Native to Brazil, members of the Dieffenbachia genus are extremely common houseplants. Reaching usually one meter tall in homes, these are prized for their unique foliage and tolerance of low light levels. Although they prefer high humidity, room temperature meets their heat requirements (of 65-75 degree Fahrenheit) year-round. These reproduce asexually once mature, sending up new plants identical to their parent. They have few devastating insect and disease issues, making them an all-around promising choice for a house plant.
Dieffenbachia seguine (Dumb cane, Mother-in-law’s tongue, Mother-in-law plant)
Subspecies: var. ‘lineata’, var. ‘lingulata’, var. ‘seguine’, var. ‘ventenatiana’, var. Camilla
Hardiness Zones: 10-12
Height: 1.8-3 meters in native habitats, rarely exceeds 0.6 feet tall indoors
Diameter: to 1 meter wide
Growth Rate: moderate in part-shade, slower in full shade
Root System: taproot system with small lateral roots
Monoecious/dioecious: monoecious, bisexual inflorescence
Tolerates: dense/thick shade, drought
Problems (major): none
Problems (minor): Spider mites, scale, aphids, blight (bacterial rot) and mealybugs are all potential problems. Over-watering leads to yellow leaves.
Poisonous: The sap often burns the mouth, tongue, and throat if ingested. It may also lead to vocal cord paralysis and other health problems. The sap can also irritate the skin and eyes. These also contain Oxalic acid. The primary damaging agents are “raphides”, which are expelled from the cells when the cells are broken.
Soil requirements: prefers loamy, well-drained soils (appreciates a water-filled tray underneath the pot to increase humidity)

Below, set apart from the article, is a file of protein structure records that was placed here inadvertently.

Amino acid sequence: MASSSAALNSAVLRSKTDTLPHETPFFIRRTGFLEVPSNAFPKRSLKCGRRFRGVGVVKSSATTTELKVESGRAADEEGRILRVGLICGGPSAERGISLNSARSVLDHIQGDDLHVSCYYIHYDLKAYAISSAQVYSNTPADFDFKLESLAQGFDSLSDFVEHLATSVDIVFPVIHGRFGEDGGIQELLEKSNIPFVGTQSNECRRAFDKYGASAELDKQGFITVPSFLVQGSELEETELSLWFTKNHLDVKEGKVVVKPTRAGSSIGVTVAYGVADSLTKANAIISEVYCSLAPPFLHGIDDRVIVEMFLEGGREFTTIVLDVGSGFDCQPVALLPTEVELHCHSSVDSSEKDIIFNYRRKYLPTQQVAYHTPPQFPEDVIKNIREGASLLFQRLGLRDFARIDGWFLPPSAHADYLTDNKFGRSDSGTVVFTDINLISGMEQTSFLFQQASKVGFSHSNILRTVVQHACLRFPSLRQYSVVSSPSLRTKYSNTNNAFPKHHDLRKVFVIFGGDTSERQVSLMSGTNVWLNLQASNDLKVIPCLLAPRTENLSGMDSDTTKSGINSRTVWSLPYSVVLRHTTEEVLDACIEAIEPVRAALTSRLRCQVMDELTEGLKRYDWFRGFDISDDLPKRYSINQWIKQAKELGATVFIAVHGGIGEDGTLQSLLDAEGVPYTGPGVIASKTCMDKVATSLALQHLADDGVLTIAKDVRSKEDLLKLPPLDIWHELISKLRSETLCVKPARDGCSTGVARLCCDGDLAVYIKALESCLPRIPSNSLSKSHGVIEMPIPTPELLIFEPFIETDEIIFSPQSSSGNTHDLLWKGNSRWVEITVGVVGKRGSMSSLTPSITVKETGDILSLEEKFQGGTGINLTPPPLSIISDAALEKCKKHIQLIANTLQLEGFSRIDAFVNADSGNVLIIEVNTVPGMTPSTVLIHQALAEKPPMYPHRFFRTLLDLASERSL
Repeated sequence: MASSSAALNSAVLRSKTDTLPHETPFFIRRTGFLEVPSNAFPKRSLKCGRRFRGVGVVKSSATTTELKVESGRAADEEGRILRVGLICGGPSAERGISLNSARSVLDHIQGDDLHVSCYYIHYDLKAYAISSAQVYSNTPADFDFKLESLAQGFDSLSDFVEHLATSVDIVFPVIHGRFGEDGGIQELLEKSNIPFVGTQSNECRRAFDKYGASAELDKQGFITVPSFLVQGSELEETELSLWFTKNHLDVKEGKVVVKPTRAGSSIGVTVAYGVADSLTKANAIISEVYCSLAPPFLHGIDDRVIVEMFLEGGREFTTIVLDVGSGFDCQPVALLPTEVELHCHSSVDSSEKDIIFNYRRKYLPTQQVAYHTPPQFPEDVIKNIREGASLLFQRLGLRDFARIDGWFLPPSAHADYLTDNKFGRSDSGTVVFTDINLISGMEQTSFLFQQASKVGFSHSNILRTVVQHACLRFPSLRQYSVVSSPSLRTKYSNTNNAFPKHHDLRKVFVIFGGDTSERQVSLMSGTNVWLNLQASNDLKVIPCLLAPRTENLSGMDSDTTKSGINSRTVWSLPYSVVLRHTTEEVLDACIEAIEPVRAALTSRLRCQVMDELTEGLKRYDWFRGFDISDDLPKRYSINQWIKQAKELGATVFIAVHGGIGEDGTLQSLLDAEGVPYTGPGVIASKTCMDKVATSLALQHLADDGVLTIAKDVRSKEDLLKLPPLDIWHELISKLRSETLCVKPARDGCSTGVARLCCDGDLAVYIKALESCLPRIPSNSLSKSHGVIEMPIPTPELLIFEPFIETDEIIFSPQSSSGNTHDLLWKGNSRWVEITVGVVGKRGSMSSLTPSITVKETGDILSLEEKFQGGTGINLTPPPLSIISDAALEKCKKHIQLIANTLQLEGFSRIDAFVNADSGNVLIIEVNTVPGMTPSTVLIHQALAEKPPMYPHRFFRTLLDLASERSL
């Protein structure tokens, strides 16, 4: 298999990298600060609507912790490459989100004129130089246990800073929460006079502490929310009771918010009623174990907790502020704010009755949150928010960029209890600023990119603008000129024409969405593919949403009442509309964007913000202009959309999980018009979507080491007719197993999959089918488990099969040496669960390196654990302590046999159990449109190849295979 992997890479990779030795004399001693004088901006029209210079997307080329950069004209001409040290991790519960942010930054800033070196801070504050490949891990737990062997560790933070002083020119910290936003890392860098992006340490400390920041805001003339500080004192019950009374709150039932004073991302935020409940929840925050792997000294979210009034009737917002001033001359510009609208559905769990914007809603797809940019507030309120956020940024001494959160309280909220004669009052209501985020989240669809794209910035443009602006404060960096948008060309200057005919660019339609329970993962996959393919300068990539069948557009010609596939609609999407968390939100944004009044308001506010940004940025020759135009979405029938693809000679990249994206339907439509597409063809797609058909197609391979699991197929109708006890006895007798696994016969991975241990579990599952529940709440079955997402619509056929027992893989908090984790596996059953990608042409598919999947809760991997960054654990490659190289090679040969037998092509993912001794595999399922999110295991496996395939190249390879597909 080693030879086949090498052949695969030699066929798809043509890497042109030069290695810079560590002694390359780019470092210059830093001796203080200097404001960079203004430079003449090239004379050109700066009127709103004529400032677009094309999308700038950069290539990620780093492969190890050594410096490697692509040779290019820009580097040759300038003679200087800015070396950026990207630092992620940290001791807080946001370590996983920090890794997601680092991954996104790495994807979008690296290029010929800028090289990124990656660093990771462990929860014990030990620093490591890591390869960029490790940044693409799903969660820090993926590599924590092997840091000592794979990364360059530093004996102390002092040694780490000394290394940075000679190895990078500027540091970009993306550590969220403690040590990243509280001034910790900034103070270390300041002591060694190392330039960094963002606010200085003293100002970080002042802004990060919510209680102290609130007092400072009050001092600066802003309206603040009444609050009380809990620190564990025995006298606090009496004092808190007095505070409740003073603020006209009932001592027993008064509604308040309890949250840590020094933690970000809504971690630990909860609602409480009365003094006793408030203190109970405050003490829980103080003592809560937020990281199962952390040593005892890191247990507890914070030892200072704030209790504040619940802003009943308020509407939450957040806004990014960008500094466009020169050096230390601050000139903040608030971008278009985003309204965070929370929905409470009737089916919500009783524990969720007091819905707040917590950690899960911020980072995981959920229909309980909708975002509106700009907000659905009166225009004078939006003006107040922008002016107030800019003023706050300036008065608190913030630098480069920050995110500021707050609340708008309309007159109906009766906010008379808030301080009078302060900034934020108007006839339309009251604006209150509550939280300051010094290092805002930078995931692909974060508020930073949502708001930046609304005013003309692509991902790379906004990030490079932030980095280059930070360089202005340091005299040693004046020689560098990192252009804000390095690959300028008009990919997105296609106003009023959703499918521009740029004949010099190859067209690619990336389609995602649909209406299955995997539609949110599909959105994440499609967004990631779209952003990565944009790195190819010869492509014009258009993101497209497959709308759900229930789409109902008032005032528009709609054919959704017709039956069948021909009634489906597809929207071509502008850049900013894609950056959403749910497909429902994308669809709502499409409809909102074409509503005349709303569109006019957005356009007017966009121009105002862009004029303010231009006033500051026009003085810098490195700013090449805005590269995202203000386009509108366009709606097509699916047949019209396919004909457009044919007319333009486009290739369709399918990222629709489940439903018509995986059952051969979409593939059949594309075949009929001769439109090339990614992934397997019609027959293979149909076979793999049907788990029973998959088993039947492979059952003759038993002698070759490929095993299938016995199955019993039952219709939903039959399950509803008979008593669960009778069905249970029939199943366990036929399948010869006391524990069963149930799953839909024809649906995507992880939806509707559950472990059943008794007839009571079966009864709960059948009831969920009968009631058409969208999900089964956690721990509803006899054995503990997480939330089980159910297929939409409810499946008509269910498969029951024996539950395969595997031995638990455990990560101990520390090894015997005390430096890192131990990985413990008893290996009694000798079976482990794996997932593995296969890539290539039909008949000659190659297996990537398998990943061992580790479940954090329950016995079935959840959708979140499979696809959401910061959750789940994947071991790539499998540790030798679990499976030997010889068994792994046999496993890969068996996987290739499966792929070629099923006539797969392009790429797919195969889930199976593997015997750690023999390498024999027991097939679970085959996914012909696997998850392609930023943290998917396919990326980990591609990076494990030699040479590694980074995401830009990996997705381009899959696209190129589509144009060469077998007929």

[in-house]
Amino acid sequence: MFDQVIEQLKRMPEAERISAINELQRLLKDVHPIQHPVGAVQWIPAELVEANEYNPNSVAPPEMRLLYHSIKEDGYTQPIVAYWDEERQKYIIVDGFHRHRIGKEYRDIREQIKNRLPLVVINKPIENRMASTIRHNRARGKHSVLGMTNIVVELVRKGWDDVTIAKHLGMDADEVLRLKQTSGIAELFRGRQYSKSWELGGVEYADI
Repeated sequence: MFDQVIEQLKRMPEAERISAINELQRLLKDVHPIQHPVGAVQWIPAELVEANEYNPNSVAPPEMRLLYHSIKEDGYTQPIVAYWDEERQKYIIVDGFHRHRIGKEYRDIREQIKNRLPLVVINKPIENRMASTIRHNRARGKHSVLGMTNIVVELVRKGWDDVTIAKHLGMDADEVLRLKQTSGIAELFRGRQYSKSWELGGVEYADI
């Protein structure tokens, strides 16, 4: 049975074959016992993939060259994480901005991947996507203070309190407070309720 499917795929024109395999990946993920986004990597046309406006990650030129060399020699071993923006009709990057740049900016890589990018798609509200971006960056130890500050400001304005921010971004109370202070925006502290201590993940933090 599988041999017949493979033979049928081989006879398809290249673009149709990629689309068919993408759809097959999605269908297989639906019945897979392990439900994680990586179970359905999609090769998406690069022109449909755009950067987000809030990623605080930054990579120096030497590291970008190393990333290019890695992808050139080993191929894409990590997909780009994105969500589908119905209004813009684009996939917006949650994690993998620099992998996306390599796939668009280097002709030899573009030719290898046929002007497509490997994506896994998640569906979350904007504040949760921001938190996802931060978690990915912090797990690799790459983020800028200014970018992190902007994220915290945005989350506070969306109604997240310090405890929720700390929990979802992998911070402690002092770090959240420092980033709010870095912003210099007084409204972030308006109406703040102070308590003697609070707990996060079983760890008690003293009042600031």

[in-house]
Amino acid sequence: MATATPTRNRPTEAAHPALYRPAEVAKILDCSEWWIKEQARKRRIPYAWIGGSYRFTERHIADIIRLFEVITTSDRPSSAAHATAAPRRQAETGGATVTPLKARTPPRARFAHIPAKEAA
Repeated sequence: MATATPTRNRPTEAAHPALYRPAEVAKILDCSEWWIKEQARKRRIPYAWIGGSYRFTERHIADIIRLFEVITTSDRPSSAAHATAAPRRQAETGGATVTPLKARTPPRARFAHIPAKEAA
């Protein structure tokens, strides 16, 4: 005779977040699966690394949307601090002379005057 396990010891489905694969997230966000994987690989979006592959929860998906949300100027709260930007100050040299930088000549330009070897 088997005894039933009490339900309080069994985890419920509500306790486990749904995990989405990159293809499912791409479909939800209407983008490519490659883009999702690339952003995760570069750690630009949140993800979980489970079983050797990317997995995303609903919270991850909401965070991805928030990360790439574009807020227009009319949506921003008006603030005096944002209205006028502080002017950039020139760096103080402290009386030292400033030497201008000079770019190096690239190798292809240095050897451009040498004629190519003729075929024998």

Air requirements: prefers high humidity
Watering requirement: moderate to low, water once the soil begins to dry
Sun requirement: part-sun to full shade required (bright indirect light for optimal growth)
Leaf shape: ovate-oblong or oblong with splashes of cream/white colors in the center of mature leaves (absent on small foliage)
Leaf size: to 30 centimeters long in its natural habitat, rarely exceeds 20 centimeters in length and 13 centimteters in width
Flower structure: Dumb canes produce inflorescences similar to Calla lilies. The spadix is typically 14-17 centimeters tall, hidden inside the green spathe usually 12-25 centimeters long (resembles a typical leaf). The spathe is a light green while the spadix is a creamy white. The peduncle is reduced since the inflorescences grow between the leaves.
Flowering frequency: rarely indoors, year-round
Fruit: Small, red-orange berries are produced post fertilization, although flowering alone is rare indoors.
These are extremely easy to asexually propagate by sections of stem alone. Roots are able to grow into mature plants if removed their parent plants. Some plants may produce offspring by sending up new plants through their root systems. The stem appears to have “rings”, areas where previously leaves grew and fell off. This stem is fairly prominent, especially with older specimens, with several buds visible as old leaves die off. All dumb canes produce substances called “raphides”, which are shot through cell walls when individual cells are damaged. This effective defense against grazing herbivores, however, means that these must be grown cautiously.
Primarily used as an ornamental house plant. Caution must be used when handling to avoid raphide expulsion.
New sprout (grown from a broken off root)
The images provided were taken by me (the plants, also, were grown by me). They are D. seguine var. Camilla. They may be used for educational and informational purposes only, provided that this online journal or article is cited correctly.